Thus only based upon these three important classifications, our traditional medicinal practices like Ayurveda, Sidda, etc. would prescribe medicines for different types of ailments. When we go to an Ayurvedic doctor, normally the first thing that they would do is to hold our fist with their fingers for a few seconds and with the pulse rate that our fist shows, they would conclude whether we have an ailment pertaining to “Vaadam” or “Pittham” or “Kapam”. Normally for a healthy person, all the three parameters of “Vaadam”, “Pittham” and “Kapam” should be on an equal plane. A person would start having problems only when one or two out of these three parameters show an abnormal increase or decrease.

Thus, an entire medicinal science of Ayurveda is based upon these three important pillars, and with basis of these three, our five senses in our body operate smoothly. If we are able to maintain our physical body in line with the prescribed “Vaadam”, “Pittham” and “Kapam” levels as per the Ayurvedic science, we would be completely free from any health problems at any point in our lifetime.

“Idam shareeram kountheya kshetramithyabi deeyathe!

Yethath yoveshtitham praahuhu kshetragnya ithi tadhvitaha!!”

The above verse is from the Bhagawat Gita wherein Bhagawan Krishna explains the importance of maintaining our physical body in a proper way. He says that this human body is like a fertile piece of land and the “Aathman” (Soul) is the farmer. Thus, just like a farmer who knows well about his piece of land where he has do his farming, the “Aathman” should know well about the body in which it resides. Just as the farmer sows useful crops in his land to reap good harvest, we should also sow good thoughts and actions through our physical body so as to reap good benefits. Here the good crops are nothing but the good “Gunas” that we need to inculcate within ourselves. Just like how a farmer would try to maximize his revenue by sowing the right crops at the right season, by removing the unwanted and harmful weeds, we also should try and maximize our opportunity to be born as a human being by inculcating the good “Gunas” and weeding out the bad ones, so that our thoughts and actions are pure.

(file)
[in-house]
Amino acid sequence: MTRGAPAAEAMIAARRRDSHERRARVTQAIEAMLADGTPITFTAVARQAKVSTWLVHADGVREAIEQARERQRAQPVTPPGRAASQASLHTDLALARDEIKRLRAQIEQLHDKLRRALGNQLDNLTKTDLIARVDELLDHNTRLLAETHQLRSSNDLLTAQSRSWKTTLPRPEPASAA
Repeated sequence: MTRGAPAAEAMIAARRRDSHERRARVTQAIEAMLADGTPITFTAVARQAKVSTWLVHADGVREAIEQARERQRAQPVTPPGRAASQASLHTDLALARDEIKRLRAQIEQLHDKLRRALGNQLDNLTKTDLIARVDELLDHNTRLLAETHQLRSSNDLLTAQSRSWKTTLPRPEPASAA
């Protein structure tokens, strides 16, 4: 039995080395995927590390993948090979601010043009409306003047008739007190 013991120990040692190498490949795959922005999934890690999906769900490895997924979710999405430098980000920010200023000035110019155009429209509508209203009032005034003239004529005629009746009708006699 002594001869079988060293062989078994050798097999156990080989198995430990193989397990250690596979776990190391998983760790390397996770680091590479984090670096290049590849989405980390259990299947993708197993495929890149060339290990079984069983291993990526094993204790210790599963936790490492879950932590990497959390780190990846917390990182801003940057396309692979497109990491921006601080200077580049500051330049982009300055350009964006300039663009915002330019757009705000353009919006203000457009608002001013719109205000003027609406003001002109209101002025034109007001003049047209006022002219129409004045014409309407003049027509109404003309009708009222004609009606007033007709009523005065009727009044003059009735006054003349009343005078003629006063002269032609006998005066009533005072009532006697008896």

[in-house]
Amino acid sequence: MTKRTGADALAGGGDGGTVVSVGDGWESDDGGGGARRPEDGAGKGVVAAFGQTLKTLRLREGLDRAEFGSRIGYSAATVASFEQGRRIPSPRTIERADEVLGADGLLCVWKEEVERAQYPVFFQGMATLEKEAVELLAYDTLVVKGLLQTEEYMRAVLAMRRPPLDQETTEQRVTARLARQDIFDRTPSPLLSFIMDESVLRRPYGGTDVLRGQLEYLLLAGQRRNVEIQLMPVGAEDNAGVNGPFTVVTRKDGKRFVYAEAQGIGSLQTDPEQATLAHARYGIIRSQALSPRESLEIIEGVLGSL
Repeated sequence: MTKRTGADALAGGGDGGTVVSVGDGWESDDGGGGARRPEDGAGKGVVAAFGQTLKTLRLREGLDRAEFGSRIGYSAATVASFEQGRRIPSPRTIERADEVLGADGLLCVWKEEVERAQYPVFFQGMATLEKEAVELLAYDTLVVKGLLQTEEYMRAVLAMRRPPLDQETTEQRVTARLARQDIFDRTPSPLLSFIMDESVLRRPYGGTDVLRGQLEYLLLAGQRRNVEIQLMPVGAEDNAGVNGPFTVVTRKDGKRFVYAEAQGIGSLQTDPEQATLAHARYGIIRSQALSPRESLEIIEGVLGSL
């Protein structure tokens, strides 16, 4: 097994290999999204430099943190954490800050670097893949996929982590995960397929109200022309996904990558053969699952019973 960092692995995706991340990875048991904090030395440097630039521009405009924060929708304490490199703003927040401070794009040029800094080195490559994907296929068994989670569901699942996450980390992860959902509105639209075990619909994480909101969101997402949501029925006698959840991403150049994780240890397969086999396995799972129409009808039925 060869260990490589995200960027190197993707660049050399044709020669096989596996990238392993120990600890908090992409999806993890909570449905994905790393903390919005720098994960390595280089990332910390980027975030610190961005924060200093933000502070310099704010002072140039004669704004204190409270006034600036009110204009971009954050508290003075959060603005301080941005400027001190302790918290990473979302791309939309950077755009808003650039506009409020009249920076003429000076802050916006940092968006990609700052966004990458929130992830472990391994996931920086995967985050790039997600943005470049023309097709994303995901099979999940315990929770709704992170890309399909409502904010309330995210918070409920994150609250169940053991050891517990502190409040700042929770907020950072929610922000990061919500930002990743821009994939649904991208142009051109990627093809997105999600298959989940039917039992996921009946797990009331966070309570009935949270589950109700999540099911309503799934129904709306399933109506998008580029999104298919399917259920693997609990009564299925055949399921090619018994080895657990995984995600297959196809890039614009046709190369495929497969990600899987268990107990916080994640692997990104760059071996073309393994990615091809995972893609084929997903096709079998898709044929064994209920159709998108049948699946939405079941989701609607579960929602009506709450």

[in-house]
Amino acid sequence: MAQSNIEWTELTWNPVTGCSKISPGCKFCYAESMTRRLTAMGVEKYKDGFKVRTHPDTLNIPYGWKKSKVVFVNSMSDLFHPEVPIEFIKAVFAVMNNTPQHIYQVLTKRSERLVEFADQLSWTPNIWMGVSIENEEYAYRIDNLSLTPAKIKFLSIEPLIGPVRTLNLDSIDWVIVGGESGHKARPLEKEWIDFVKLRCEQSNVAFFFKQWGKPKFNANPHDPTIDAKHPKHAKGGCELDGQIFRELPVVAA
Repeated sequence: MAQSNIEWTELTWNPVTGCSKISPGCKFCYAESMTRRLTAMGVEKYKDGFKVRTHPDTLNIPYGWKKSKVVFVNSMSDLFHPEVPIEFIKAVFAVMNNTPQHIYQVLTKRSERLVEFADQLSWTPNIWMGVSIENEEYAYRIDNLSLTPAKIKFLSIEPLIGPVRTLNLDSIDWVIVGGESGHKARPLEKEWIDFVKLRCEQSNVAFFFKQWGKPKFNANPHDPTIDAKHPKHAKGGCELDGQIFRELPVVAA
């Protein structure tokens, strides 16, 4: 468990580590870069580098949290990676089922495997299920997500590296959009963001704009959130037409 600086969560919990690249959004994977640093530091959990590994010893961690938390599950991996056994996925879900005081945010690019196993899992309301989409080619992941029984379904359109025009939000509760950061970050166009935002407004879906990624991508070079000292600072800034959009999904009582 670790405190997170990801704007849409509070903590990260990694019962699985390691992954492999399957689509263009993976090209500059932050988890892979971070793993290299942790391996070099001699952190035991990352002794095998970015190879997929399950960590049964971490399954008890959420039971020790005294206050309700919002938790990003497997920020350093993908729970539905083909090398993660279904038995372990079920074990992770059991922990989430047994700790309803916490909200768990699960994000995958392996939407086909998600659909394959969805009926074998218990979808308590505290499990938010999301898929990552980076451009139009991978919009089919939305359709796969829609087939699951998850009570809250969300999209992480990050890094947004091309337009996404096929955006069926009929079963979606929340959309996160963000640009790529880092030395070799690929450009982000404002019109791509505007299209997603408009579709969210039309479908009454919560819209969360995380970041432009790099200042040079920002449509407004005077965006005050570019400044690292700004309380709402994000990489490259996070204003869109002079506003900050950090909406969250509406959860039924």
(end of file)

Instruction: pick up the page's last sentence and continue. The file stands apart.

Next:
Thus for today, let us introspect on this important sloka and reflect upon ourselves. Let us realize the significance of our human body and try to maintain it in a proper way. Only if our human body is fit and fine, will we be able to focus on our spiritual development. Hence, adequate care is to be taken to ensure that our physical health is up to the mark. We shall wait till the next episode to explore Vidura’s next important sloka. Here he’s going to explain ten different aspects in one sloka. Let’s stay tuned to find out! 🙂

Published by Dr. Jeayaram

Holds a PhD in Management Psychology from Universite Paris Saclay, Paris, France. Also an Asst. Professor of Human Resources management at International School of Business & Media, Pune, India. A professional South Indian classical musician (singer) performing concerts. Through this blog, I'm trying to bring out the richness of Indian culture & values and I request your support and feedbacks in making this humble effort a success!!